Neurosciences Medicine

Neurosciences Medicine

From epilepsy to depression to Alzheimer’s, neurological conditions affect almost everyone. And people are desperately seeking solutions for themselves or someone they love. The Neurosciences Medicine (NSM) research program at the DCRI is dedicated to taking bold action to find these solutions.

Research Highlights

Study suggests digital treatment through a video game could improve attention in ADHD
  • Scientists from the DCRI designed and led a 20-site, 350-patient study to determine whether children ages 8 to 12 with ADHD benefited from the treatment in which users race through a course, dodge obstacles, and capture rewards to advance to the next level.

EEG Coordinating Center
  • DCRI’s coordinating center gathers all EEG data from sites around the world. Our faculty team of neurologists and epileptologists adjudicates and analyzes the data. We can serve as the CRO or work with your current CRO for this part of the study only.

Duke receives $12.5 million to study children with autism and ADHD
  • Duke researchers across disciplines — including psychology, psychiatry, neuroscience, engineering, computer science and public policy — will launch three major projects designed to improve early detection and treatment of children with autism and ADHD.

Comprehensive Experience in Neuroscience Research

We conduct industry- and government-funded clinical projects of all sizes.

Disorders
  • ADHD
  • Aggression
  • Alzheimer’s/dementias
  • Anxiety disorders
  • Autism
  • Bipolar disorders
  • Devices
  • Epilepsy
  • Major depression
  • Multiple sclerosis
  • Neurocognition
  • Neuromuscular disorders
  • Tourette syndrome/obsessive-compulsive disorder
  • Pain
  • Parkinson's disease
  • Schizophrenia
  • Sleep disorders
  • Substance abuse
  • Stroke
  • Traumatic brain injury
Trial/Study Experience
  • Early-phase PK/PD and POC trials, conducted in our onsite phase I unit
  • Game and device/sham-controlled trial design and conduct
  • Pediatrics (microdosing, PK)
  • Neurocritical care trials
  • Electroencephalography
  • Polysomnography
  • Nerve conduction studies and electromyography
  • Neuroimaging
  • Immune monitoring: mechanistic and predictive biomarkers
  • Translational studies
  • Large multisite trials
  • Full-service CRO activities (protocol design/development, data management, biostatistics, pharmacokinetics, site management/monitoring)

We Take Bold Steps in Neuroscience Medicine, Because Bold Solutions Are Needed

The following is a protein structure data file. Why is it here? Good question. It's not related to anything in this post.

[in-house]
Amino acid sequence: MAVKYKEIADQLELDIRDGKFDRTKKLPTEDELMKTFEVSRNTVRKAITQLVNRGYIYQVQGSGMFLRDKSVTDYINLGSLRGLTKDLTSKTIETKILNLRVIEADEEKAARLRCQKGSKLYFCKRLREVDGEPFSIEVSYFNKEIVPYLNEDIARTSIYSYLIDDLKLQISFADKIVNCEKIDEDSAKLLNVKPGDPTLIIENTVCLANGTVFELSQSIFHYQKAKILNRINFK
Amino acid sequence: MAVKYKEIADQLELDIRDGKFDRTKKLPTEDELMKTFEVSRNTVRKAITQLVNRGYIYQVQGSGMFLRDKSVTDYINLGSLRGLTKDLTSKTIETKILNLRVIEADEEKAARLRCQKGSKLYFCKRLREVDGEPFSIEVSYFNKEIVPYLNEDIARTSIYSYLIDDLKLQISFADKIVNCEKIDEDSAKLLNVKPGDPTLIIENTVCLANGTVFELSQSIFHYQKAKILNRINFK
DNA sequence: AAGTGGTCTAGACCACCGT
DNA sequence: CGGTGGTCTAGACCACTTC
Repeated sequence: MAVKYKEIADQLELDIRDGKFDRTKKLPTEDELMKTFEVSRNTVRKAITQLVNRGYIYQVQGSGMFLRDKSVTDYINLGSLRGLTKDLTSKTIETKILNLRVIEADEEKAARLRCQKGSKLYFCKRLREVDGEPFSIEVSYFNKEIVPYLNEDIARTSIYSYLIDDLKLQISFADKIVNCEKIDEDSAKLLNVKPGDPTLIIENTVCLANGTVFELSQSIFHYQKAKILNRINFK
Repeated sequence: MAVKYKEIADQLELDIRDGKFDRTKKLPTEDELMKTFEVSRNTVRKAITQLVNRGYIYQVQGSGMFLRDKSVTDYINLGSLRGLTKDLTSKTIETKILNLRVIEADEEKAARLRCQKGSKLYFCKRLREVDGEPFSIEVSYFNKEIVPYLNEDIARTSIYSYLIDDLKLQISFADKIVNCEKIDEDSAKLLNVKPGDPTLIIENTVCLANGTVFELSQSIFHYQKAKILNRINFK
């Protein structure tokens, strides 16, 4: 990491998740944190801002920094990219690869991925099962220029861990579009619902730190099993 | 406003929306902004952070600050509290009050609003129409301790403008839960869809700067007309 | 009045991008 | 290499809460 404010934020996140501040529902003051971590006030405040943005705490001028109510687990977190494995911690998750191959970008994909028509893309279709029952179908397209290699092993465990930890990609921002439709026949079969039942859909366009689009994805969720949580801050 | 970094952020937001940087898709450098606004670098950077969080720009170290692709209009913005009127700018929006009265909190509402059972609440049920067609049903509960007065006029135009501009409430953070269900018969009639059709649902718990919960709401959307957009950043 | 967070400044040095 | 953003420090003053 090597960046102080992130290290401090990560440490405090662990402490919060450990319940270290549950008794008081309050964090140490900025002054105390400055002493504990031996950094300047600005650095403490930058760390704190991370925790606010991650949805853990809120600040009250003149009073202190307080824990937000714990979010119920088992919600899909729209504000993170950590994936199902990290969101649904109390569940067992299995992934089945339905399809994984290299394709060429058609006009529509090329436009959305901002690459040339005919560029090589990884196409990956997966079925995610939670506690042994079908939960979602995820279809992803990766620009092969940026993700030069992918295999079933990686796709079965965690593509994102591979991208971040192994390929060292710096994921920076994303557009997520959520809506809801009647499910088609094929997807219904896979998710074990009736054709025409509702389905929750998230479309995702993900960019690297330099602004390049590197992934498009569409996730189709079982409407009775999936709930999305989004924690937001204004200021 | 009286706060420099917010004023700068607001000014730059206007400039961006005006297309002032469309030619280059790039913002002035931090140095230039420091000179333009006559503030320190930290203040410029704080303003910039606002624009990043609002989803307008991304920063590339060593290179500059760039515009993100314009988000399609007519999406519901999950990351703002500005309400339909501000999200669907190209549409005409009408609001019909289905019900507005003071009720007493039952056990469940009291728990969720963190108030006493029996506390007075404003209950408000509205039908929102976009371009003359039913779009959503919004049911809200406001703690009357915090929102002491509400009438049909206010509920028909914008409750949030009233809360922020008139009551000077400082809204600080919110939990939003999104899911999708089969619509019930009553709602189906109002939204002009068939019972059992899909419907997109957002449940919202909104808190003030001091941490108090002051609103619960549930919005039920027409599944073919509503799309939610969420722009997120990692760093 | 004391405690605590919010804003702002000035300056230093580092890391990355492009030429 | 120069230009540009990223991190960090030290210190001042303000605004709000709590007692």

Driven by more than 40 psychiatry and neurology faculty, our program develops, conducts, and supports innovative phase I–IV clinical trials addressing neurological and psychiatric conditions for child, adolescent, adult, and geriatric patient populations.

Our Clinical Trials Experience

Innovations

  • Rapid-start site network for neurosciences trials
  • Biomarker development
  • Cognitive endpoint design and assessment in clinical trials
  • Control intervention development
  • FAST-FAIL trial methodology
  • Inpatient ICU trials (TBI)
  • Neuroimmunology biomarker imaging studies
  • Novel trial designs
  • RDOC-based research

Neurosciences Medicine Leadership

Daniel Laskowitz, MD, MHS, Director, Neurosciences Medicine

Daniel Laskowitz, MD, MHS, graduated from the Duke University School of Medicine. After completing his residency at Hospital of the University of Pennsylvania, he returned to Duke to complete his residency in cerebrovascular disease and neurocritical care. Laskowitz's research interests include exploring new therapeutic interventions in the clinical setting of stroke, intracranial hemorrhage, and closed head injury. He is committed to translational research, and has several active clinical research protocols designed to bring the research performed in the Multidisciplinary Research Laboratories to the clinical arena.

  • Danny Laskowitz Profile
  • Richard Keefe, PhD Neurosciences Profile
  • Scott Kollins Profile

stock photo

Connect With Us

On Twitter: @DCRI Neurosciences
Upcoming conferences

 

American Professional Society of ADHD and Related Disorders (APSARD)
Washington, D.C.
January 12–14, 2018